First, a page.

Aside from protecting your smile, dental care ensures good oral and overall health. Several studies suggest that oral diseases, such as periodontitis (gum disease), can affect other areas of your body—including your heart. Understanding and choosing dental insurance will help protect you and your family from the high cost of dental disease and surgery.
What Is Dental Coverage?
Dental coverage is similar to regular medical insurance and is one of the voluntary benefit options commonly offered through employers. When you have dental insurance, you pay a premium and then your insurance will cover part or all of the cost for many dental services.
Like medical insurance, dental coverage is offered in several types of plans:
Dental health maintenance organization (DHMO)–Coverage is only provided when you visit dentists who are in-network with the insurance plan.
Dental preferred provider organization (DPPO)–Coverage is provided with in- or out-of-network dental care providers, but you will typically pay less with an in-network dentist.
Dental indemnity plan–Coverage is provided for any dentist you choose, with no difference in cost.
Discount dental plan–This type of plan is a common option for reducing dental costs without regular insurance coverage; with this plan, you pay for all your dental care at an agreed-upon discounted rate.
Why Should I Have Dental Insurance?
Professional dental care can diagnose or help prevent common dental problems including toothache, inflamed gums, tooth decay, bad breath and dry mouth. If conditions like these remain untreated, they can worsen into painful and expensive problems such as gum disease or even tooth loss. Regular dental exams can not only treat dental problems but can also identify other serious health concerns, including some types of cancer. Dental coverage will allow you to inexpensively receive preventive and diagnostic care.
What Dental Services Are Typically Covered?
Dental coverage focuses on preventive and diagnostic procedures in an effort to avoid more expensive services associated with dental disease and surgery. The type of service or procedure received determines the amount of coverage for each visit. Each type of service fits into a class of services according to complexity and cost. Services are generally broken up into the following classes:
- Class I–Diagnostic and preventive care (cleanings, exams, X-rays)
- Class II–Basic care and procedures (fillings, root canals)
- Class III–Major care and procedures (crowns, bridges, dentures)
- Class IV–Orthodontia (braces)
Because dental coverage typically focuses on preventive care, Class I services are covered at the highest percentage. Class II services are then covered at a slightly lower percentage, followed by Class III services, which are covered at the lowest level. For example, if a plan follows an “100-80-50” structure, Class I services are covered at 100%, Class II at 80% and Class III at 50%.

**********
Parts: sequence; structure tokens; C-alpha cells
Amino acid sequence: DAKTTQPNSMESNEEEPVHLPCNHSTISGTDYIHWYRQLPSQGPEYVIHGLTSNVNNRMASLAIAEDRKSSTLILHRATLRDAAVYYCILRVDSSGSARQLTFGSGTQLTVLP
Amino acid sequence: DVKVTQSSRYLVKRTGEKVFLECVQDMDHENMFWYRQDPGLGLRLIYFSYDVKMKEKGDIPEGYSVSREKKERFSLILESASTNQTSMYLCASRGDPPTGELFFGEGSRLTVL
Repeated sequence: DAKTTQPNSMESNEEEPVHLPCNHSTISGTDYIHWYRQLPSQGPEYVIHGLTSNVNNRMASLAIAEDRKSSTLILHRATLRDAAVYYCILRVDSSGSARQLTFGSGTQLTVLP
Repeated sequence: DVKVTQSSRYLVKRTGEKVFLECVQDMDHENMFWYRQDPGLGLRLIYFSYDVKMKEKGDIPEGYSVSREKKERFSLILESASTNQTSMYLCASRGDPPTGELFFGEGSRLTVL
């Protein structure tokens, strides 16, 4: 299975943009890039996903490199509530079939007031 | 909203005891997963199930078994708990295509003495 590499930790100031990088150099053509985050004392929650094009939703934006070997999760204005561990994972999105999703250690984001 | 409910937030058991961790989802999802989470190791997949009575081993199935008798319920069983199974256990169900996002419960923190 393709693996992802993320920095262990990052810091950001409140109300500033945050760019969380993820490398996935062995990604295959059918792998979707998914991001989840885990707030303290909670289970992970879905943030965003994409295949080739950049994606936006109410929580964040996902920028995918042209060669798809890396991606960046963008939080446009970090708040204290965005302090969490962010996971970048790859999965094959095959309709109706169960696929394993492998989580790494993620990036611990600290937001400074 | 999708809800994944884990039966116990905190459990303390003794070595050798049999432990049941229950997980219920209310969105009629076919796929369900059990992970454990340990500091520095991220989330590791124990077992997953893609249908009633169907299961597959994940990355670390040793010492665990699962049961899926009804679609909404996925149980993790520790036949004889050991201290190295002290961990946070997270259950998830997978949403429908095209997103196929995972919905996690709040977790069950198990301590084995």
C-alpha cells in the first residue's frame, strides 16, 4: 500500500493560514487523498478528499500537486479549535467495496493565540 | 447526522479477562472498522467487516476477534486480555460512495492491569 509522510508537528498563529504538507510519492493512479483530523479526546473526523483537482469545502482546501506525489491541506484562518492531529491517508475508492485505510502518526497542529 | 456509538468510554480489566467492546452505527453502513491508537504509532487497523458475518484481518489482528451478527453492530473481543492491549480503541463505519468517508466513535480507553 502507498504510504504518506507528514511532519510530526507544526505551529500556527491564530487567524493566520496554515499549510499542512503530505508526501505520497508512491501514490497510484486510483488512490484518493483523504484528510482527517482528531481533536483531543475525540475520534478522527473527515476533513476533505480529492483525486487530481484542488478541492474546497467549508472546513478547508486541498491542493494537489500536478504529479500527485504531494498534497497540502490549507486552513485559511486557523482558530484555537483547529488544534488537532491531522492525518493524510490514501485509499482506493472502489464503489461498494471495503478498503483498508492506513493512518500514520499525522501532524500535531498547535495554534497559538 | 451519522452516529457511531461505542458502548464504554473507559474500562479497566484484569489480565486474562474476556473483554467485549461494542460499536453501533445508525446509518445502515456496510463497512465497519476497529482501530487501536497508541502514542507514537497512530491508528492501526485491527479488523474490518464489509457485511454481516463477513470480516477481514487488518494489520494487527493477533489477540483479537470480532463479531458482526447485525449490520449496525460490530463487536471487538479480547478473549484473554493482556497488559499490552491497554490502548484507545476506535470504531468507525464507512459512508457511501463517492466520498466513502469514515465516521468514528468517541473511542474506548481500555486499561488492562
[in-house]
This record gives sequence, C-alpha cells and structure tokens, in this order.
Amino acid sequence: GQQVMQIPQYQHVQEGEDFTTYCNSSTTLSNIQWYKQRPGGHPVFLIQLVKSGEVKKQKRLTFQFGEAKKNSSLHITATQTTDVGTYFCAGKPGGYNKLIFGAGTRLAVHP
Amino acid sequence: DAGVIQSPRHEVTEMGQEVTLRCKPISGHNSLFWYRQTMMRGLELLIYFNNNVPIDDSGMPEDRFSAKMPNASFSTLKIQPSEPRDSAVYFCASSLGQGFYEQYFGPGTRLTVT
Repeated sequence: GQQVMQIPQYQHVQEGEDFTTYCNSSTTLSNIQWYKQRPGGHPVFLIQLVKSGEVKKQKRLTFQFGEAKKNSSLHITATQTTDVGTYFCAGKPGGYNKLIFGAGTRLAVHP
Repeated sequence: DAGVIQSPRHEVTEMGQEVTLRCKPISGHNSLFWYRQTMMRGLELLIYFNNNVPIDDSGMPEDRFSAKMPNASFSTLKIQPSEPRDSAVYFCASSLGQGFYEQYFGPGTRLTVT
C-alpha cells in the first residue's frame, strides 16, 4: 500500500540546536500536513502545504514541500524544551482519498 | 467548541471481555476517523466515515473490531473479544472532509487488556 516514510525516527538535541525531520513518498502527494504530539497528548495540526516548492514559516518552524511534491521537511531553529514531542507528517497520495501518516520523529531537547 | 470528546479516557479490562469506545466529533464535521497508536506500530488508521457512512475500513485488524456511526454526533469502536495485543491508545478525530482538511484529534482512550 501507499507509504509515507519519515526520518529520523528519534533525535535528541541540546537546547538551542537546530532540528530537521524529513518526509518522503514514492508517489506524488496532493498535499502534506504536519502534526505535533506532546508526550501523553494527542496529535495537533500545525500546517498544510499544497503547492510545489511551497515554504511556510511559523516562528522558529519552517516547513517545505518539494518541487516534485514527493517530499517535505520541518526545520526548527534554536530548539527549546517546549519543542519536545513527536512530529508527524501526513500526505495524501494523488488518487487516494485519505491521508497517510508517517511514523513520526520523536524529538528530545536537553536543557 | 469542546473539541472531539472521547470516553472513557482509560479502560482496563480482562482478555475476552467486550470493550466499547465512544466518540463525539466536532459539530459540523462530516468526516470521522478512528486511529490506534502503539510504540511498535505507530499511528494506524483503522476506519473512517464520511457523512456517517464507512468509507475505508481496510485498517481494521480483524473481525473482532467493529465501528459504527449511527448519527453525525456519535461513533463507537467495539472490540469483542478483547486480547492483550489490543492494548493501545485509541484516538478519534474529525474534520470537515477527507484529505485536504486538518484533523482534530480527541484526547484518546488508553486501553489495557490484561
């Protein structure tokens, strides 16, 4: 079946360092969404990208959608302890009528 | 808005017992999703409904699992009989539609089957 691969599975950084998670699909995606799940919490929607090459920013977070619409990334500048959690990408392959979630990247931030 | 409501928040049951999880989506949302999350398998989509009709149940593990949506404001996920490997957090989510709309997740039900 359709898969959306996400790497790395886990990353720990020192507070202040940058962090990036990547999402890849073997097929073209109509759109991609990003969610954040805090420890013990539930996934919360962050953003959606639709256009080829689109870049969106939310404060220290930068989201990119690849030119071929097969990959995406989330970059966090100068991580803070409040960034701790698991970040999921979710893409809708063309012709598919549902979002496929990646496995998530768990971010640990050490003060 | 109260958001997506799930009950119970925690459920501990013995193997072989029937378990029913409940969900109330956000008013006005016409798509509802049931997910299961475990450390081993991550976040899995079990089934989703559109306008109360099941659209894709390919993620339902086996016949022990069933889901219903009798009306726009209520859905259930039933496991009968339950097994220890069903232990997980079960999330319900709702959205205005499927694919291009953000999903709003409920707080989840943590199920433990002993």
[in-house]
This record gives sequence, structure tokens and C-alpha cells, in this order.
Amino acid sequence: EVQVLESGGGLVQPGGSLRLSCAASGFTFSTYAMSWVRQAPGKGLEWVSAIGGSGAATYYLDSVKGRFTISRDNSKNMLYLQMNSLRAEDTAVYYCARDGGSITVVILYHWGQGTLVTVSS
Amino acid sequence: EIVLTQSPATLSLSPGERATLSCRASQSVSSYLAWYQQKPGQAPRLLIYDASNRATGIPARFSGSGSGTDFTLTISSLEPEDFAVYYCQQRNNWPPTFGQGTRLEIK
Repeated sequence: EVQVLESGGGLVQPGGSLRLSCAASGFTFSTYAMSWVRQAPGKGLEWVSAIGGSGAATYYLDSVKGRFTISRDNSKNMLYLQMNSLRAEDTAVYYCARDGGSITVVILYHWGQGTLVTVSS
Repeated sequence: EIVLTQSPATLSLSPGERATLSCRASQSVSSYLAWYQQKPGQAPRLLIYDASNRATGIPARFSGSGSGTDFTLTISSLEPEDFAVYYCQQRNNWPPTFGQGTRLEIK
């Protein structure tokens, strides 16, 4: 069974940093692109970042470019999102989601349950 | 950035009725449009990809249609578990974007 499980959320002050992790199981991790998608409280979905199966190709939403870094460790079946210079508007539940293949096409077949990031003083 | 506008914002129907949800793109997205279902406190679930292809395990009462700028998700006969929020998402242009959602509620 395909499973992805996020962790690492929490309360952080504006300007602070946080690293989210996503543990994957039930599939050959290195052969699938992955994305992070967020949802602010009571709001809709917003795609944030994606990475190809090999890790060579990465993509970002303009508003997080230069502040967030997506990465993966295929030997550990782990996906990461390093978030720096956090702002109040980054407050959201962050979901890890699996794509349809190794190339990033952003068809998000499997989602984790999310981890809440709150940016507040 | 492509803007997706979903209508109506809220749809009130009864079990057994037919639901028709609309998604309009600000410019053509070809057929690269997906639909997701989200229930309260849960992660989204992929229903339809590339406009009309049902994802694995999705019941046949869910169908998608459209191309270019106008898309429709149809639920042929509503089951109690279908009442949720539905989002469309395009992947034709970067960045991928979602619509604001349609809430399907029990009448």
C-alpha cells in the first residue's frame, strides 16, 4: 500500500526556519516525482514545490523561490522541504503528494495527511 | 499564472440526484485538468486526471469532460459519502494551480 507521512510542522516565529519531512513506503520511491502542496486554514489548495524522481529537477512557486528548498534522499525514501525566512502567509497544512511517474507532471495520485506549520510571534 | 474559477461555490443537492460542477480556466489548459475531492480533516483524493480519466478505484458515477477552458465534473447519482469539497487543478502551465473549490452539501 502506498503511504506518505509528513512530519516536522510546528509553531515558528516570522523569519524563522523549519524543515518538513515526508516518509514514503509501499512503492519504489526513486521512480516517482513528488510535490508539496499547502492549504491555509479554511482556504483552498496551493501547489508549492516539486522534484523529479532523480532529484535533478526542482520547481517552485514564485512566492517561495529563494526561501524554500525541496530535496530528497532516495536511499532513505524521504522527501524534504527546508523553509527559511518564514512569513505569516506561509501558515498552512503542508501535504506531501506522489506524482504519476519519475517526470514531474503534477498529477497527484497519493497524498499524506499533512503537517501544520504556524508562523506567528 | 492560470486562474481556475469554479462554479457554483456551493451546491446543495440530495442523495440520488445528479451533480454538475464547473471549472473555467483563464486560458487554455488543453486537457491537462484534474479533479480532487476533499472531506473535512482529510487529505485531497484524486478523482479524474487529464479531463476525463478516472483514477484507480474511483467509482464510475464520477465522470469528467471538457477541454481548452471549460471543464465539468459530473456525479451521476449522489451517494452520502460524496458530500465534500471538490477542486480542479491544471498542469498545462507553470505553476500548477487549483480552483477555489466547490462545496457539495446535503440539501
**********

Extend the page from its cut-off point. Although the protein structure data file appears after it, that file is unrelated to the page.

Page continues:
Class IV services are frequently covered under a separate lifetime maximum (instead of the annual maximum) and often limit coverage to children under the age of 19.
In addition to the class of service, coverage also depends on other factors. Several common services are limited by frequency. For example, most plans will only cover two cleanings and exams per year. For more complicated procedures or surgeries, coverage is often limited to a maximum dollar amount, such as $1,500 per year. Age is yet another factor that determines coverage. For example, fluoride treatments are typically covered for children, but not adults. Cosmetic procedures, such as teeth-whitening, are rarely covered.
How Does Dental Insurance Work?
Dental coverage works similarly to a medical insurance plan. You pay premiums, and then the insurance will cover dental costs according to the benefits listed in the plan. The routine exams and cleanings are usually covered at 100%, but other services are often subject to a deductible and copay. The deductible is the amount you must pay before your insurance will pay. After you meet your deductible, you may be responsible for a copayment or coinsurance, which is the percentage of the treatment cost that you pay. For example, if the insurance covers a filling at 80% and you have already met your deductible, you would only have to pay the other 20% of the charge. Every plan is different, so you will need to read your benefit information carefully to understand your coverage.
Some dental plans, usually individual plans, enforce a waiting period. This waiting period means you will not have coverage for certain services (usually Class III procedures) until you have had the plan for a designated amount of time, such as six months. Waiting periods prevent a person from purchasing insurance shortly before major dental surgery and then dropping coverage as soon as the policy expires.
How Has Health Care Reform Affected Dental Coverage?
Under the Affordable Care Act (ACA), dental services are an essential health benefit for children under the age of 19, although individual states can choose to extend the age limit beyond this baseline. Declaring pediatric dental care an essential health benefit means that all new medical health plans must offer dental benefits for children unless certified stand-alone coverage is available. Non-medically necessary orthodontia is not included in the essential health benefits definition.
The essential health benefit status for dental coverage does not apply to adults. In addition, unlike medical insurance, you do not have to obtain dental coverage to avoid penalties.DOWNLOAD ARTICLE